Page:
Funding for higher education stands to be cut by $30 million less than originally proposed, according to the latest revisions to Gov. John Hickenlooper’s 2012-2013 budget proposal.
The fiscal plan originally suggested cutting funding to state colleges and universities by $60 million when the governor unveiled it last November, but Colorado officials decided to halve the dollar amount after receiving larger-than-expected December revenue forecasts.
The restored money would go toward funding need-based financial aid.
The budget proposal is currently being discussed in the state House’s joint budget committee. It will be introduced to the House of Representatives and Senate in early April for final approval.
Chase Eckerdt, Associated Students of CSU director of Governmental Affairs, applauded the news as a sign that the state’s economic circumstances are changing slightly for the better. In recent years, he said headlines across Colorado described outright financial turmoil.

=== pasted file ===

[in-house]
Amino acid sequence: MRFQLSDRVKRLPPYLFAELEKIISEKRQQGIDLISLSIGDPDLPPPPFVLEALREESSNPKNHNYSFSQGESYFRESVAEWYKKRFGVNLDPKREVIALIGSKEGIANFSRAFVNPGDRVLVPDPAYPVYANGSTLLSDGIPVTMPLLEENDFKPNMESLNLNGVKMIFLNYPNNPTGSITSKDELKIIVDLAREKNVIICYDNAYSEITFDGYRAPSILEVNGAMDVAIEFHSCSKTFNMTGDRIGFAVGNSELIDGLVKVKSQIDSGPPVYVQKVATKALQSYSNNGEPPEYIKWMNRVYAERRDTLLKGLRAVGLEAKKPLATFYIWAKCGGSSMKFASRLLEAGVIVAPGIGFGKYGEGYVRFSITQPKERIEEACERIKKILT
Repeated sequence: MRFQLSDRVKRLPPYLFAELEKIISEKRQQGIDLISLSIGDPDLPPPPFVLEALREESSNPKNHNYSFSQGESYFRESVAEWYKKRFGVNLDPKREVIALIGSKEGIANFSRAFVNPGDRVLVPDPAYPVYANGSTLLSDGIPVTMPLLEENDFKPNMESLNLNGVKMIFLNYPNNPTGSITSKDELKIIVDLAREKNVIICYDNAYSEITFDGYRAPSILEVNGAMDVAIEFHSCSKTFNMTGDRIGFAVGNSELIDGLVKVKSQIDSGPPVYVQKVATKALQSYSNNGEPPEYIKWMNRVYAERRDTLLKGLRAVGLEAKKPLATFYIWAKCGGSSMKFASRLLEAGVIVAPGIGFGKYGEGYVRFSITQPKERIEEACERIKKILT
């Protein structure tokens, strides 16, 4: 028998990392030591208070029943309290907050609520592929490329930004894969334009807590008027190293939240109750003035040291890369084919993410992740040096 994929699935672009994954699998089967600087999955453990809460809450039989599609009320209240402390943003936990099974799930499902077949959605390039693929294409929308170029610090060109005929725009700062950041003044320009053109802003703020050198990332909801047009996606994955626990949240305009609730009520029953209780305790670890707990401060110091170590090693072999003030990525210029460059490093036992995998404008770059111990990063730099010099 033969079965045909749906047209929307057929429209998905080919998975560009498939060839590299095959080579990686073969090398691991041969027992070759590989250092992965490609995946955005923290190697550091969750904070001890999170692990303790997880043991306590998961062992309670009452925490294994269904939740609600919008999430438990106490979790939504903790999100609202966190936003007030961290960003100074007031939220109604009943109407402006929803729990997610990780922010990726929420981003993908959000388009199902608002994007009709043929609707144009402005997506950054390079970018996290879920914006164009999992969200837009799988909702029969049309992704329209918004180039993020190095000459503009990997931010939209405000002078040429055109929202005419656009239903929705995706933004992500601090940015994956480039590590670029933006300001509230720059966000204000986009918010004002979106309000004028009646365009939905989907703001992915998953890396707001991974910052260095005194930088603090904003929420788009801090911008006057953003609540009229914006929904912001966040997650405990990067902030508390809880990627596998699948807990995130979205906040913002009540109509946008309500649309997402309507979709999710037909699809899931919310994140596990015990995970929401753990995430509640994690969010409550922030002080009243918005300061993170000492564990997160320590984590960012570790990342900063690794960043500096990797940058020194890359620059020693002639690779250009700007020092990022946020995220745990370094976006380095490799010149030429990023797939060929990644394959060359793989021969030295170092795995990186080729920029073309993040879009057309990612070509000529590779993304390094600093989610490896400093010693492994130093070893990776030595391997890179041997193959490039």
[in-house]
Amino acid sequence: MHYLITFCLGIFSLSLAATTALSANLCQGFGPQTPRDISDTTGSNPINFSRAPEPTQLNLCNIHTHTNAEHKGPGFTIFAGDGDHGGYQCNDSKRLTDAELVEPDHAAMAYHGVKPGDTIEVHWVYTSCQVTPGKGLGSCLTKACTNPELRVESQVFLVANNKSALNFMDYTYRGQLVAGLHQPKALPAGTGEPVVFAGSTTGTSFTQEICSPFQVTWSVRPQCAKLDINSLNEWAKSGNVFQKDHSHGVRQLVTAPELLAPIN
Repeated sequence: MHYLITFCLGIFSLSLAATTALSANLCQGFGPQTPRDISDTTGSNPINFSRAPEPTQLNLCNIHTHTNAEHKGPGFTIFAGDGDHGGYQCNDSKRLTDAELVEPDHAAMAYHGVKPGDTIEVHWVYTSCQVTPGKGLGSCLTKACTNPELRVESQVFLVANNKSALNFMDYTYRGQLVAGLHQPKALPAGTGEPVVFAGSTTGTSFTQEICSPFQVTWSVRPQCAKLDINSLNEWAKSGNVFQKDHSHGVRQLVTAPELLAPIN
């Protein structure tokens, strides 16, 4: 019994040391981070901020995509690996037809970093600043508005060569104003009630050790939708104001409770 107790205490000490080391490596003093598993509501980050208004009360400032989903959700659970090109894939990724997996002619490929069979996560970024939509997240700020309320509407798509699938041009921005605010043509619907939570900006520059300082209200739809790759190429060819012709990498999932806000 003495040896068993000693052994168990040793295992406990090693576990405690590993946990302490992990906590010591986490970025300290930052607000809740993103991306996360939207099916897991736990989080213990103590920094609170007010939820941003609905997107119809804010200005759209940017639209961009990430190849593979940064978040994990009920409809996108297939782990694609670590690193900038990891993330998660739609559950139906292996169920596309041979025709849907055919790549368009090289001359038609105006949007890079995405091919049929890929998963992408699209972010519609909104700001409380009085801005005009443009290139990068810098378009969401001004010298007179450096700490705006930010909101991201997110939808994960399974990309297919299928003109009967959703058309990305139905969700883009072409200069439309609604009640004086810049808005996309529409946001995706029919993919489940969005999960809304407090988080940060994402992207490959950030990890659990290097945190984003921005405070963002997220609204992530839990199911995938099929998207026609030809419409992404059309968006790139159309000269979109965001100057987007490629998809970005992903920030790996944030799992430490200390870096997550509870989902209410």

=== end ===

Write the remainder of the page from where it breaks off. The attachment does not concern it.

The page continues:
“There’s potential there, and we haven’t been able to say that in a number of years,” Eckerdt said. “ … If you go back to that revenue forecast in September … the economy was pretty stagnant, revenue was pretty slow, there was a lot of uncertainty in terms of the national economy and where everything was going. ”
Colorado Rep. John Kafalas [D-52] of Fort Collins cautioned against making too much of the revisions.
In March, Colorado legislators will receive yet another revenue forecast. If it turns out to be lower than they expected, the budget proposal could be revised to reflect the new information. Cuts to higher education could return to its initial $60 million level.
“We still have to make cuts,” Kefalas said. “We’re not out of the deep end of the pool.”
A poor March forecast isn’t the only factor that could force legislators to raise higher education cuts back to $60 million. The state of the national economy could also affect what the final budget proposal stipulates.
“If we see a double-dip recession, or if we see major economic events in the world that impacts our national economy,” Eckerdt said, citing the potentially troublesome European debt crisis, “that’s certainly going to trickle down to the state level.”
Senior Reporter Andrew Carrera can be reached at firstname.lastname@example.org.
Gov. Hickenlooper’s top five budget priorities
1. Protecting the vulnerable (seniors, people with disabilities)
2. Education reform
3. Job creation and economic development
4. Long-term budget planning
5. Redesigning government to make it more effective